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The Region IV U.S. Environmental Protection Agency (EPA) has requested that the Agency for Toxic Substances and Disease Registry (ATSDR) review environmental sampling data from the H.O. Forgy site in Jackson, Tennessee and determine (1) the potential public health impact from contaminated soil to area residents who may access the site, and (2) the potential threat to off-site populations through surface soil and groundwater migration of site contaminants [1]. This health consultation will address the data provided in a site investigation completed by the Tennessee Division of Superfund (TDSF) in May 1998 [2].

The H.O. Forgy site is now abandoned, but once housed an aluminum smelting operation that operated from 1951-77. Scrap cars were melted down in an incinerator and the aluminum was recovered. Metal dross, a by-product of the process, is present throughout the site. In 1997, five buildings on site, including the main smelting building, were demolished [2].

The site is triangular shaped occupying approximately 1.6 acres. Railroad tracks border the site on all three sides, and residential properties are situated just across the tracks North, South, and West of the site [2]. Access to the site is unrestricted from all directions. "Little children" from the neighborhood use the property as a playground. Homeless people and transients are also known to frequent the site [2]. The TDSF has recommended health screening for children in the immediate vicinity of the site [2].

The population within a four mile radius of the site receive their drinking water from the Jackson Utility Division (JUD) Wellfield. There are three wells from the JUD South Wellfield located within 1/4 mile of the site that serve an estimated population of 18,300 [2]. Volatile organic compounds (VOCs) have been detected in several wells of the South Well Field. The locations and concentrations of the VOCs were not available [2]. Organic solvents are suspected at the site, however, the groundwater pathway was not evaluated as part of the site investigation [2].

The Anderson Branch Creek, a tributary of the South Fork Deer River, is located 15 feet west of the site, and flows in a southernly direction. There are no known surface water intakes within the 15 mile surface water pathway of the creek and river [2]. Fishing has been observed at the mouth of the creek, and the river is used for recreation, irrigation, livestock watering, and fishing.

In January 1998, the TDSF conducted surface soil and sediment sampling at the site. A total of 9 surface soil samples (1-background) and 5 sediment samples were collected. The samples were analyzed for VOCs, extractable organics, and metals. Sampling locations were biased because they were collected from stained soil or suspected areas of contamination.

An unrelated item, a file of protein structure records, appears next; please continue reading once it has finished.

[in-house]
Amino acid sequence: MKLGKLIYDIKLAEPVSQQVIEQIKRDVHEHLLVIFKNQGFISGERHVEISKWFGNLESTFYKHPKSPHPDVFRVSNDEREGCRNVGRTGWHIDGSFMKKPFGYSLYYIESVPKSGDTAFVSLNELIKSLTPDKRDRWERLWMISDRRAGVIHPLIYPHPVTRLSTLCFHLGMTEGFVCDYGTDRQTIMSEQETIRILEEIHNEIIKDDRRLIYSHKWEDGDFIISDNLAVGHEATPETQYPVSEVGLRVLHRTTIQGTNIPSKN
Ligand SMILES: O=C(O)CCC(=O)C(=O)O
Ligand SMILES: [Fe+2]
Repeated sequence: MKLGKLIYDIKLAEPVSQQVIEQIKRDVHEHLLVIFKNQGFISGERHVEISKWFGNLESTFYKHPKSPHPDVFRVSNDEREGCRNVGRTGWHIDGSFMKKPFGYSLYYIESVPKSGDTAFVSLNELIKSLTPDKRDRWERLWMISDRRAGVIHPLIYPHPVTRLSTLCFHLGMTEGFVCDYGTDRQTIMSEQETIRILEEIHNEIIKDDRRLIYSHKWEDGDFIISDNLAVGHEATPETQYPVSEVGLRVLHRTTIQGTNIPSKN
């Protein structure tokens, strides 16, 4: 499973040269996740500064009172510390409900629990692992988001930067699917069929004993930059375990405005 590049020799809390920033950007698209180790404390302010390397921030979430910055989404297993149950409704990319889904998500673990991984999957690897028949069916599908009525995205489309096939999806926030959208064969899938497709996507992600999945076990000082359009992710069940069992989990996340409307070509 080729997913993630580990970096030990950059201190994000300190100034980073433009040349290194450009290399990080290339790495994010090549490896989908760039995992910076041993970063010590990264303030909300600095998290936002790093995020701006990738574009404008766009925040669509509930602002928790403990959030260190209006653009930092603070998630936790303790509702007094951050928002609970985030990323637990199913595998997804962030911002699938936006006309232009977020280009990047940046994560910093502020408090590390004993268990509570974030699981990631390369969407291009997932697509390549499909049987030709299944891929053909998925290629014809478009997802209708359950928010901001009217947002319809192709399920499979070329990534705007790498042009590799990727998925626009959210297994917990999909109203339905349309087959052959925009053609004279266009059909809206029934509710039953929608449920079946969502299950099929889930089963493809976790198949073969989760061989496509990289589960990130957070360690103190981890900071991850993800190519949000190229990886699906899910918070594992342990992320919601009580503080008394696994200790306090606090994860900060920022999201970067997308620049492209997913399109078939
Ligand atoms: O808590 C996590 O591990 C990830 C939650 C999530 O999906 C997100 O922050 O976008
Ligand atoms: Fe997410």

VOCs such as methylene chloride and toluene were detected in the surface soil in the low parts per billion (ppb) range. One surface soil sample detected polychlorinated bipheynls (PCBs) at 37.2 parts per million (ppm). The remaining surface PCB levels were less than 7 ppm. Lead, arsenic, aluminum and zinc concentrations were also elevated in the surface soil. Lead ranged from 202 to 4,710 ppm, arsenic was detected at 13.8 to 62.6 ppm, zinc was measured from 343 to 22,300 ppm, and aluminum ranged from 7,940 to 286,000 ppm [2].

Lead was detected at maximum concentration of 813 ppm in sediment near the site. Much lower lead levels were measured in the stream sediment.


Past activities at the site have resulted in elevated concentrations of metals and PCBs in the surface soil and sediments. Sampling data for the site is limited. Only nine surface soil samples were collected from stained soil and other areas of suspected contamination. These samples may not reflect the average concentration, and in turn, may overestimate average exposure to the soil.

Exposure to contamination at this site may occur through incidental ingestion and/or inhalation of soil or dust. The high levels of zinc in the surface soil will enhance exposure by preventing the growth of a protective grass cover, and may contribute to fugitive dust emissions potentially impacting nearby populations.

Exposure to contaminated sediments may also occur, but to a lesser extent. Since access to the site is unrestricted, those coming in contact with the soil are likely to be trespassers, particularly neighborhood children attracted to the abandoned site. Given the current status of the site, it can be assumed that exposure to the soil would be on an intermittent basis.


The nine surface soil samples collected from the site average 2,148 ppm for lead. The Centers for Disease Control and Prevention (CDC) has reported that blood lead levels in young children have been raised, on average, about 5 ug/dL for every 1,000 ppm of lead in soil or dust, and may increase 3 to 5 times higher than the mean response depending on play habits and mouthing behavior [3]. Blood lead levels of 10 ug/dL and above have been associated with adverse health effects such as developmental and hearing impairment, and reductions in intelligence quotient (IQ) in children [3,4].

The guidelines of CDC are based on residential exposure scenarios where frequent contact with the contaminated soil and/or dust occurs. At this site, exposure to the soil would be intermittent, and would not likely include children in the most susceptible 0-to-6 year old age group. Children at this age are unlikely to be regularly left unsupervised at an abandoned site surrounded by railroad tracks. An occasional trespasser or visitor should not be exposed sufficiently to warrant concern. A more significant concern may be the transportation of lead contaminated soil into homes by tracking on shoes, clothing, and pets. In addition, exposed contaminated soil may be spread to adjoining properties through wind erosion exposing other more sensitive populations such as infants or pregnant women.

Lead was also present in the sediments near the site at levels up to 813 ppm. The same rationale used to rule out the lead as a contaminant of concern for oral exposure to the surface soil, applies to the sediments. In addition, exposure to sediments are less than that which would occur from soil, and the concentrations of lead in the sediments were an order of magnitude less than that detected in the surface soil.